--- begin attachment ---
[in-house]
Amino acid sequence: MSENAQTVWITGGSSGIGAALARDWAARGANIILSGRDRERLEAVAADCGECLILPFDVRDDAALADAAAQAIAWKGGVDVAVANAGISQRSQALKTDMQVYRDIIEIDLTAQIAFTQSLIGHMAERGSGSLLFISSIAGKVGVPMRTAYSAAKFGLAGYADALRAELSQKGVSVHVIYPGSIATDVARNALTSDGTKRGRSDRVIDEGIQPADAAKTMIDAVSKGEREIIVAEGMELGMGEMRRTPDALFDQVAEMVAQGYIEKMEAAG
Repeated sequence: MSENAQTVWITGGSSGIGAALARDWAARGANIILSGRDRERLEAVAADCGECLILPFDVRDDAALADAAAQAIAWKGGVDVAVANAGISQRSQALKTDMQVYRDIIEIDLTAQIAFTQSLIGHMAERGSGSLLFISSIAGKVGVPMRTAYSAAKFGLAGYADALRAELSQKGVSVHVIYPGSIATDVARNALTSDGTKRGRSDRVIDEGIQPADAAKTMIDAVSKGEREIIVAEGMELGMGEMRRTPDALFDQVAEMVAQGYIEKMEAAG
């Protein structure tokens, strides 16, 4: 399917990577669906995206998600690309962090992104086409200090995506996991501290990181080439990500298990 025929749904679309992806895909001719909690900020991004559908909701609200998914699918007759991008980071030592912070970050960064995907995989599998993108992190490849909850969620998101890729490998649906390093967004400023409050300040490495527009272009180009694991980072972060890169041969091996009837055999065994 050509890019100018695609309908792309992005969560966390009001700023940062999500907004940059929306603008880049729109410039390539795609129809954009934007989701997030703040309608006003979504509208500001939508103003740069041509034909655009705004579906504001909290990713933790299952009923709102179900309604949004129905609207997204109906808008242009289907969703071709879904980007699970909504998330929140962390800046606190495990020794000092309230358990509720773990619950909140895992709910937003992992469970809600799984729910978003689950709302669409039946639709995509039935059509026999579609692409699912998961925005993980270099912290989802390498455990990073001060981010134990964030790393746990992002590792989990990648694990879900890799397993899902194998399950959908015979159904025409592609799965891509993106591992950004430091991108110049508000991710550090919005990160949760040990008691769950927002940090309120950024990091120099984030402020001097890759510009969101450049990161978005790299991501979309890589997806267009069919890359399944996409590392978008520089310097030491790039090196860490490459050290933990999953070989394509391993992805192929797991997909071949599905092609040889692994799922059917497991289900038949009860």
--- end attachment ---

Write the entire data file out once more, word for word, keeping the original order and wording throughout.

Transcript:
[in-house]
Amino acid sequence: MSENAQTVWITGGSSGIGAALARDWAARGANIILSGRDRERLEAVAADCGECLILPFDVRDDAALADAAAQAIAWKGGVDVAVANAGISQRSQALKTDMQVYRDIIEIDLTAQIAFTQSLIGHMAERGSGSLLFISSIAGKVGVPMRTAYSAAKFGLAGYADALRAELSQKGVSVHVIYPGSIATDVARNALTSDGTKRGRSDRVIDEGIQPADAAKTMIDAVSKGEREIIVAEGMELGMGEMRRTPDALFDQVAEMVAQGYIEKMEAAG
Repeated sequence: MSENAQTVWITGGSSGIGAALARDWAARGANIILSGRDRERLEAVAADCGECLILPFDVRDDAALADAAAQAIAWKGGVDVAVANAGISQRSQALKTDMQVYRDIIEIDLTAQIAFTQSLIGHMAERGSGSLLFISSIAGKVGVPMRTAYSAAKFGLAGYADALRAELSQKGVSVHVIYPGSIATDVARNALTSDGTKRGRSDRVIDEGIQPADAAKTMIDAVSKGEREIIVAEGMELGMGEMRRTPDALFDQVAEMVAQGYIEKMEAAG
């Protein structure tokens, strides 16, 4: 399917990577669906995206998600690309962090992104086409200090995506996991501290990181080439990500298990 025929749904679309992806895909001719909690900020991004559908909701609200998914699918007759991008980071030592912070970050960064995907995989599998993108992190490849909850969620998101890729490998649906390093967004400023409050300040490495527009272009180009694991980072972060890169041969091996009837055999065994 050509890019100018695609309908792309992005969560966390009001700023940062999500907004940059929306603008880049729109410039390539795609129809954009934007989701997030703040309608006003979504509208500001939508103003740069041509034909655009705004579906504001909290990713933790299952009923709102179900309604949004129905609207997204109906808008242009289907969703071709879904980007699970909504998330929140962390800046606190495990020794000092309230358990509720773990619950909140895992709910937003992992469970809600799984729910978003689950709302669409039946639709995509039935059509026999579609692409699912998961925005993980270099912290989802390498455990990073001060981010134990964030790393746990992002590792989990990648694990879900890799397993899902194998399950959908015979159904025409592609799965891509993106591992950004430091991108110049508000991710550090919005990160949760040990008691769950927002940090309120950024990091120099984030402020001097890759510009969101450049990161978005790299991501979309890589997806267009069919890359399944996409590392978008520089310097030491790039090196860490490459050290933990999953070989394509391993992805192929797991997909071949599905092609040889692994799922059917497991289900038949009860």